I had horrible teeth growing up. So much so that my parents spent thousands of dollars on orthodontics for me starting at the age of 11. I had a palate expander, braces, night gear, a retainer, the whole nine yards. Recently, when I went back in to the orthodontist to get a correction, he said my teeth and palate were likely caused by my love of bottles as a toddler. And to be fair, I have memories of drinking from a bottle, I used one for so long. I am 35 and still feeling the effects of prolonged bottle feeding, and I wonder if my teeth were the only thing that got messed up because of it.
As it turns out, I was right to be curious. There is more at risk by drinking from a bottle for an extended period of time than just a mouth in need of expensive hardware. A recent study on the effects of prolonged bottle feeding published in Maternal and Child Nutrition found that children who use a bottle past the age of 1 end up drinking more calories than their cup-drinking counterparts. This can in turn lead to the development of more adipose tissue (fat) in the toddler, leading to a greater risk of obesity later on in life.
It's possible (OK, probable) that I took a bottle well past my third birthday. I have struggled with my weight my whole life. I've gained and lost hundreds of pounds over the course of my life, and I now wonder if my love of ice cold milk in a bottle as a baby contributed to that. To be honest, I never really got beyond my love of milk. It is still one of my favorite drinks to this day, even if I've switched to soy. I vividly remember as a child not wanting to drink anything but milk or orange juice — never water. That had to have been just a ton of calories, so it makes a lot of sense that it could be detrimental on a person's health.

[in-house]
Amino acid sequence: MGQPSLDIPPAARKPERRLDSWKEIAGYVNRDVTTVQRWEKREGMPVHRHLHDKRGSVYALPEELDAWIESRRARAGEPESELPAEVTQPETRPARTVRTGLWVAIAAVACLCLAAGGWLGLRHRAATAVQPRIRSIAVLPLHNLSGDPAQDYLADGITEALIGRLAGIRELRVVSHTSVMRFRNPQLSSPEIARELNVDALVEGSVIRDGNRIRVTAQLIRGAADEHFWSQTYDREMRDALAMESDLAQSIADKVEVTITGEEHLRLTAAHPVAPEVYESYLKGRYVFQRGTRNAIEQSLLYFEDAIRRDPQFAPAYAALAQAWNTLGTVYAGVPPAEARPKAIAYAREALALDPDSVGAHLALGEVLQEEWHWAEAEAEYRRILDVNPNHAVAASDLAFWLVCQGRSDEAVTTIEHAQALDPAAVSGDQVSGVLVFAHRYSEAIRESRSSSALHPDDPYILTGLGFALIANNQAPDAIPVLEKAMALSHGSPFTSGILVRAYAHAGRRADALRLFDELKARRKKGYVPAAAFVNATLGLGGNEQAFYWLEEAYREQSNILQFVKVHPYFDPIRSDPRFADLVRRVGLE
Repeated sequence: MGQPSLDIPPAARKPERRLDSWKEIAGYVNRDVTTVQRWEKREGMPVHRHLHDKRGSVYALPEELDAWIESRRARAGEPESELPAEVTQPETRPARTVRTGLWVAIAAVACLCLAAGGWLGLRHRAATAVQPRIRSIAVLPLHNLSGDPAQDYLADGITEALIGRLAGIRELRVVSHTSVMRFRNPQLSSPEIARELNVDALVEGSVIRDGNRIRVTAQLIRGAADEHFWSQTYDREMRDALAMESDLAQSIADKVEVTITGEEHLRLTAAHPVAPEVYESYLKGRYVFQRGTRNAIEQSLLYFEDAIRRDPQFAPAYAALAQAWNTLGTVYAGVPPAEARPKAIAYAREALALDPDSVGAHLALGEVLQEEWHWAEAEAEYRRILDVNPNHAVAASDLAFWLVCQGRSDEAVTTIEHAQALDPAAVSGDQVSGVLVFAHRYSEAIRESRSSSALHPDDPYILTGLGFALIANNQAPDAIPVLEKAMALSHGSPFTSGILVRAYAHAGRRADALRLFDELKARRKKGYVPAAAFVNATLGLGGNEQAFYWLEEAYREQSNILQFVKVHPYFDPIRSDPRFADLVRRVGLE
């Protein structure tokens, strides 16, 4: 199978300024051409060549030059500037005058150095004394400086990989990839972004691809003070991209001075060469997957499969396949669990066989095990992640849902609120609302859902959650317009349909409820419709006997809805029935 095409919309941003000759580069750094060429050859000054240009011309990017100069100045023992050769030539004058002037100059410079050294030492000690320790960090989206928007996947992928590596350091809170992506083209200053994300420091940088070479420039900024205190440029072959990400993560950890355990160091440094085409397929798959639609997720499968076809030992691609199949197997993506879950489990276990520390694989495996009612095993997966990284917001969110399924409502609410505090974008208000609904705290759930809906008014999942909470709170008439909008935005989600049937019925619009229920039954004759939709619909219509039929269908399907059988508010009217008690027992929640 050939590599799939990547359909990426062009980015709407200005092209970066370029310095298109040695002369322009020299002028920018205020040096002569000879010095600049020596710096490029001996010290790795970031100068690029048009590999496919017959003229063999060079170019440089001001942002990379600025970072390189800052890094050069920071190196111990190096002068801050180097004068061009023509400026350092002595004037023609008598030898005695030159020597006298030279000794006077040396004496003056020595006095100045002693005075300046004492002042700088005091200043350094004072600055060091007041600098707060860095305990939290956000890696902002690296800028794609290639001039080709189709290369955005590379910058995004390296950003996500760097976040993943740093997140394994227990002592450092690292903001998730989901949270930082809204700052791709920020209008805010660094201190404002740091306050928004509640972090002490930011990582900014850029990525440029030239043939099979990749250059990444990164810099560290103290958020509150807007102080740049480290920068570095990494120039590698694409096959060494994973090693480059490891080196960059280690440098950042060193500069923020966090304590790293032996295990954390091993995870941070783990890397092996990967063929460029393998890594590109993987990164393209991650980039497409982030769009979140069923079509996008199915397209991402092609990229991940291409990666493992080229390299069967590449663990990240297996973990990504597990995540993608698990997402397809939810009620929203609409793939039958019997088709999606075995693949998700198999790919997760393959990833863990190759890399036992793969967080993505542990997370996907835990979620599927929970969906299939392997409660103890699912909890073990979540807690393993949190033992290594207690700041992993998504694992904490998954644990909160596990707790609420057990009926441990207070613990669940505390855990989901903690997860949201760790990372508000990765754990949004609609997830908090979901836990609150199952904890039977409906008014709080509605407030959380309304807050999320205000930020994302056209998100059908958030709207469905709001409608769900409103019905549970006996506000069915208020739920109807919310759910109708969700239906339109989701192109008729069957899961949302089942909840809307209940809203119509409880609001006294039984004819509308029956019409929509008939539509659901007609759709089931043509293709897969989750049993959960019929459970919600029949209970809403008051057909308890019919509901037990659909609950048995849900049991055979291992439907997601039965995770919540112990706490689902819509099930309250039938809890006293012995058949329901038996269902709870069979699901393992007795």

The effects of prolonged bottle feeding are also seen in the teeth as well. I spoke with dental hygienist Amy Bloomberg of New York City and she tells Romper, "We see cavities over and over again in the kids who use bottles for a long time. Because they're constantly chewing on them or sucking on them, that milk pools in the mouth and eats away at the enamel of the teeth, causing cavities." She says they see a lot of what they refer to as "bottle rot," which means that the baby's teeth are literally rotting away from the sugars in the milk and sucking on the bottle.
It's also a vicious cycle. Rachel Gooze, a Ph.D. candidate in public health at Temple University’s Center for Obesity Research and Education, told HealthDay, "We definitely recognize stopping the bottle at a year of age is not easy, and stopping it at 2 years of age may be even harder." The longer you wait, the harder it will be to stop, and the problems will just be compounded.
And those problems include developing an overbite or a cross-bite — things known as problems of "occlusive development." According to the journal BMC Pediatric, children who use a bottle beyond the first year of life are at a much greater risk for a misaligned bite or teeth. Researchers found that "increased bottle-feeding duration may contribute to inadequate mandibular development, and that non-nutritive sucking habits can be a dominant and deleterious factor in the development of occlusofacial problems." In English? It's pulling their jaw and teeth out of whack.
In the end, there's more than sufficient evidence to get rid of the bottle after the first year, even though it's an absolute nightmare. Trust me, I remember.